INTRODUCTION : Recreational scuba divers are exposed to environmental stresses including increased environmental pressure, raising of oxygen partial pressure, increased resistance to movement, added weight of diving equipment and cold stress (1). During the scuba dive, increased ambient pressure generates an increase in and PO2. nitrogen partial pressure. A decrease in cardiac output (CO) related to the simultaneous decrease of the heart rate (HR) and the stroke volume (SV) is found at high PO2. The aim of this study was to measure hormonal stress parameters in six professional trainers scuba divers to test the hypotheses that hormones release may be influenced by prolonged water submersion. Six scuba divers, three males and three females, participated in the study while trying to achieve the Guinness 14 days scuba dive in september 2007. They spent 14 days at the depth of 15 metres in Ponza Island sea (Italy) to establish a new record. METHODS: Four different blood samples were collected to evaluate hormonal stress parameters (ACTH, cortisol, prolactin, quantified by routine clinical laboratory methods, Modular E, Roche, Basel, Switzerland). Serum was immediately separated by centrifugation at 1500xg for 15 min. and stored at -20°C until analysed. The first blood samples was collected in Rome 5 days before immersion and the next three collected every five days, during the immersion, in the underwater bell and carried out water in waterproof bag. Data have been compared by paired t test, differences were considered statistically significant at P<0.05.RESULTS: Our results show a significant decrease in plasma hormone levels in the three underwater drawing respect the basal. The results obtained during the staying to 15 metres depth show a significant raise in the second underwater drawing in cortisol and ACTH. The prolactin levels show the same variations of cortisol and ACTH, but less remarkable. All values of parameters measured fall in the normal range.CONCLUSION: According to our data, we may conclude that a prolonged water immersion does not seem to be a stressor condition. Indeed the plasma hormone concentrations significantly decrease after depth, remaining lower than basal. All the hormones tested show an increase after a week in the water immersion, these might suggest a state of elevated physical and mental activation and vigilance. It has even been reported that scuba diving decreases salivary cortisol levels in recreational scuba divers (2). During the diving period the subjects didn’t show anxiety and depression, or panic symptoms; on the contrary they seem be happy to live underwater. Depending on non existence of hormonal disorders we may hypothesized that long duration water submersion might has not influenced the hypothalamic-pituitary axis in our divers.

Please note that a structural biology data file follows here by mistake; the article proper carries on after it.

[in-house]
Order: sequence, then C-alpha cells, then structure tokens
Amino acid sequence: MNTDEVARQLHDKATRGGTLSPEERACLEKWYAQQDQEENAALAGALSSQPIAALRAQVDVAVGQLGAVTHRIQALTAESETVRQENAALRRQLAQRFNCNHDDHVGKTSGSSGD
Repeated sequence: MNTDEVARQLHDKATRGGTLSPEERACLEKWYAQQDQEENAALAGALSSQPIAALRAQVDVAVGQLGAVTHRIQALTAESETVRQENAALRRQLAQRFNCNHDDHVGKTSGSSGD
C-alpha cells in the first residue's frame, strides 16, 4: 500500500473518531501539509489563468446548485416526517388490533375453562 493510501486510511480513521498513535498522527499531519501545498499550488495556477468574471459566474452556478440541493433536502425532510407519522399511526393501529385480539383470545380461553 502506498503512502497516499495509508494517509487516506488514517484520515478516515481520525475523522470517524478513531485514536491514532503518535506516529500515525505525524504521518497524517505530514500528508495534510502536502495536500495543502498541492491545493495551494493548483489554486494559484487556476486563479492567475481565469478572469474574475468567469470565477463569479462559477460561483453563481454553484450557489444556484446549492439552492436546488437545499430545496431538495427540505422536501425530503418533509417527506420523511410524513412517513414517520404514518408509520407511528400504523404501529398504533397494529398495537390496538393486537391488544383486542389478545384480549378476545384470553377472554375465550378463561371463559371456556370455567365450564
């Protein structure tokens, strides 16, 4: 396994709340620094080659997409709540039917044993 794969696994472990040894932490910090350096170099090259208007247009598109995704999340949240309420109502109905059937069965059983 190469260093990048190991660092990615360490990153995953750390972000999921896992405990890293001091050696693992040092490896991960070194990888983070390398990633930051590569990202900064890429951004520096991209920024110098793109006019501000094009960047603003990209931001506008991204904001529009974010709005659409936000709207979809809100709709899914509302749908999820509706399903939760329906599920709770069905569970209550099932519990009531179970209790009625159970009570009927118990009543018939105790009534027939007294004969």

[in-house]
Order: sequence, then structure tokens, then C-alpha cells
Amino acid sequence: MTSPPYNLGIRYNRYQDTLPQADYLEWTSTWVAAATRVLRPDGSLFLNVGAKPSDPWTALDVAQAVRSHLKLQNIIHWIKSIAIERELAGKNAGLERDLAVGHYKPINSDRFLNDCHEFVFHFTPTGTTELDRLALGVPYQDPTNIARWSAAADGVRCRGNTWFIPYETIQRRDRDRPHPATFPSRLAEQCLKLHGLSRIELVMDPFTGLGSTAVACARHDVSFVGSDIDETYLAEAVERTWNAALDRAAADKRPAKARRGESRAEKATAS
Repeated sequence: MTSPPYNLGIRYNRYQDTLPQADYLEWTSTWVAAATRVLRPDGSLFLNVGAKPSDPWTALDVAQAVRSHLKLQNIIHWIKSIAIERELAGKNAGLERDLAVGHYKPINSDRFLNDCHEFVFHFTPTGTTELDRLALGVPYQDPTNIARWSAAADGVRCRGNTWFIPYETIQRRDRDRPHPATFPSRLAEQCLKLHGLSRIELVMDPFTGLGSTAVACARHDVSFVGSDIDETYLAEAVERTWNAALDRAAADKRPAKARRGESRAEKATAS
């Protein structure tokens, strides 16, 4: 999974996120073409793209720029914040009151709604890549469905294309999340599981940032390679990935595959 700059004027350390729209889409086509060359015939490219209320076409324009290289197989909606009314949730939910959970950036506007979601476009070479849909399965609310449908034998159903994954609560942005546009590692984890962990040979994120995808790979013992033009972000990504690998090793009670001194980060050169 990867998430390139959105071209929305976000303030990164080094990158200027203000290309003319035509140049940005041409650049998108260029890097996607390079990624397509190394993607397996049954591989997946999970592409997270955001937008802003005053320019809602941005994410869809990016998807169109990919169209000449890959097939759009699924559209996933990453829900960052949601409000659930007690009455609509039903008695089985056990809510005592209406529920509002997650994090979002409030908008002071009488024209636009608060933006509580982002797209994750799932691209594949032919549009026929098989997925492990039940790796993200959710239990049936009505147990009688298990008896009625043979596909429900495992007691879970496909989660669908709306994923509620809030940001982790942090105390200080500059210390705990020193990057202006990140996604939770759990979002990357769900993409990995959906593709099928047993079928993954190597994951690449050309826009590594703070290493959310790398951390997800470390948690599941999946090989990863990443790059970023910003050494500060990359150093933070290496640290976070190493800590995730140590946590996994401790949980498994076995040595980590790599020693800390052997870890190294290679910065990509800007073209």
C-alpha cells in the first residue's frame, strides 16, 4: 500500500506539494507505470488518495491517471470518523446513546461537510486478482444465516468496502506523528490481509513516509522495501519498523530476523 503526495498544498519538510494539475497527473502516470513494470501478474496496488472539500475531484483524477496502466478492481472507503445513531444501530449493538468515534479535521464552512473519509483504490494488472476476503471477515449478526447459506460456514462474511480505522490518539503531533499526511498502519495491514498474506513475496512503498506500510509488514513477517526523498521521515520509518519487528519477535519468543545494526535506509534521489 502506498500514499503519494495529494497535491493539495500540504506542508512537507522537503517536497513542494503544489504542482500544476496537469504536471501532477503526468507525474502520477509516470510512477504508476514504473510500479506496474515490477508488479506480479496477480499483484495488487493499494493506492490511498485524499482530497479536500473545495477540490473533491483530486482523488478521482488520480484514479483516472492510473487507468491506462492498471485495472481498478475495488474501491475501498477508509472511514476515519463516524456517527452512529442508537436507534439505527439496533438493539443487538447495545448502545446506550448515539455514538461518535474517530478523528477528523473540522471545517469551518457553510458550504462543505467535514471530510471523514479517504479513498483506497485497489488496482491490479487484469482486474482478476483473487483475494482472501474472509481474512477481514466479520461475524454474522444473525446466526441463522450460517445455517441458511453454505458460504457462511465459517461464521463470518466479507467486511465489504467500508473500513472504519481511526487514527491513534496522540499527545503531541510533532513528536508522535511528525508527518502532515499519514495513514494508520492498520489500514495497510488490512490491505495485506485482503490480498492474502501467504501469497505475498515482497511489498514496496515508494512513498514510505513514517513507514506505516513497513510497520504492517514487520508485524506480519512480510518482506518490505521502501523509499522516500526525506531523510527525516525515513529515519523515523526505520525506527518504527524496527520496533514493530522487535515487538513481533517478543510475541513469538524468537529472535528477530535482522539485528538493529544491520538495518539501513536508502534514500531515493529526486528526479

Giganti, M.g., Zenobi, R., & Verna, R. (2008). EFFECT OF 14 DAYS AT 15 METRES DEPTH ON HORMONAL STRESS PARAMETERS. Abyss Project 2007 - The House on the sea bottom. In 58° Congresso Nazionale AIPAC-MEM.